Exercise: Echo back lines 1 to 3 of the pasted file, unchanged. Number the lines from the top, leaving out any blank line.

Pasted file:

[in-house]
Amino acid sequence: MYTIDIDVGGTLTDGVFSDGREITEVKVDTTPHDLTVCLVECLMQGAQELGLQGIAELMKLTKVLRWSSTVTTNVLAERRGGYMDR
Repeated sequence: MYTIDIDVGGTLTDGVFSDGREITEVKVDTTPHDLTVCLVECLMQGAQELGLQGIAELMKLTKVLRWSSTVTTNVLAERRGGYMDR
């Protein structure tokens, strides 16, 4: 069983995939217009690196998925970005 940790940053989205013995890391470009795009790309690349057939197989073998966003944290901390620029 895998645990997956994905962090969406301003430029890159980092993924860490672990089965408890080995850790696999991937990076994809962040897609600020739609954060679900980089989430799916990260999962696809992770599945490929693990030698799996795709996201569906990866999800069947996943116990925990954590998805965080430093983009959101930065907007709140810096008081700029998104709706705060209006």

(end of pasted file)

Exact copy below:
[in-house]
Amino acid sequence: MYTIDIDVGGTLTDGVFSDGREITEVKVDTTPHDLTVCLVECLMQGAQELGLQGIAELMKLTKVLRWSSTVTTNVLAERRGGYMDR
Repeated sequence: MYTIDIDVGGTLTDGVFSDGREITEVKVDTTPHDLTVCLVECLMQGAQELGLQGIAELMKLTKVLRWSSTVTTNVLAERRGGYMDR